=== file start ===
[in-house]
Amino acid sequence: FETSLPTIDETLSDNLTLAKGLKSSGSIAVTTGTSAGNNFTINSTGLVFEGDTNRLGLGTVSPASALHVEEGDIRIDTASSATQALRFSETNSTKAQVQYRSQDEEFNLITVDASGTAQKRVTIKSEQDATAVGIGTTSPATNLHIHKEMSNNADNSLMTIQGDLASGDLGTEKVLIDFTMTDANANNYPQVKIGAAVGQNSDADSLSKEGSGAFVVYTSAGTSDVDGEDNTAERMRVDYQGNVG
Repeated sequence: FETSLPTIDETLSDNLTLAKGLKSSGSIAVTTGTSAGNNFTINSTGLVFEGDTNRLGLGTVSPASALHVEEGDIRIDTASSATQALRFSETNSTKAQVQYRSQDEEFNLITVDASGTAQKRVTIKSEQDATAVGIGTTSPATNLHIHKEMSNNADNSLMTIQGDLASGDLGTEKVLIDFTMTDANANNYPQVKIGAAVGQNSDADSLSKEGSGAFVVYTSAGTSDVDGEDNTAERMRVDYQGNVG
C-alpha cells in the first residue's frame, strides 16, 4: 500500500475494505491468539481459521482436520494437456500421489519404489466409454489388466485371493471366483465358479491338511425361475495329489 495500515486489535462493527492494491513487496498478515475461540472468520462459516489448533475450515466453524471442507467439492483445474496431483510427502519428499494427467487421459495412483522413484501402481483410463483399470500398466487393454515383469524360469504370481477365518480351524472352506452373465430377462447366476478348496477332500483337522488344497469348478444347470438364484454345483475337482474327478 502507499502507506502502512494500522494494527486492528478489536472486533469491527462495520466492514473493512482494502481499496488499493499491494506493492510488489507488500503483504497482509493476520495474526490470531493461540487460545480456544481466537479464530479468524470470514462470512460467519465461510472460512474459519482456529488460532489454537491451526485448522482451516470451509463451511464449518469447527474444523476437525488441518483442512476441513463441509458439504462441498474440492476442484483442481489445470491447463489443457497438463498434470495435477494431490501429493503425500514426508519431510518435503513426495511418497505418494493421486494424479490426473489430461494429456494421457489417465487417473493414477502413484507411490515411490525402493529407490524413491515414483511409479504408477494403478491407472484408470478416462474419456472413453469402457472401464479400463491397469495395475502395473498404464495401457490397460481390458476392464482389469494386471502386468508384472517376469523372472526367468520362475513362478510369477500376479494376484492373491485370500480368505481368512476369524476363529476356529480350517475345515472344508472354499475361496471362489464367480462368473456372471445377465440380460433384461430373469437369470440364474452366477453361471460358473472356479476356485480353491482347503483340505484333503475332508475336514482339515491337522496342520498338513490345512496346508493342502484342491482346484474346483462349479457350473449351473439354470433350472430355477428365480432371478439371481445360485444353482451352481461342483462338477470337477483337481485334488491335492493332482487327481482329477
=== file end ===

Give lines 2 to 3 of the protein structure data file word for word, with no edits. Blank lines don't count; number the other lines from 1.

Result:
Amino acid sequence: FETSLPTIDETLSDNLTLAKGLKSSGSIAVTTGTSAGNNFTINSTGLVFEGDTNRLGLGTVSPASALHVEEGDIRIDTASSATQALRFSETNSTKAQVQYRSQDEEFNLITVDASGTAQKRVTIKSEQDATAVGIGTTSPATNLHIHKEMSNNADNSLMTIQGDLASGDLGTEKVLIDFTMTDANANNYPQVKIGAAVGQNSDADSLSKEGSGAFVVYTSAGTSDVDGEDNTAERMRVDYQGNVG
Repeated sequence: FETSLPTIDETLSDNLTLAKGLKSSGSIAVTTGTSAGNNFTINSTGLVFEGDTNRLGLGTVSPASALHVEEGDIRIDTASSATQALRFSETNSTKAQVQYRSQDEEFNLITVDASGTAQKRVTIKSEQDATAVGIGTTSPATNLHIHKEMSNNADNSLMTIQGDLASGDLGTEKVLIDFTMTDANANNYPQVKIGAAVGQNSDADSLSKEGSGAFVVYTSAGTSDVDGEDNTAERMRVDYQGNVG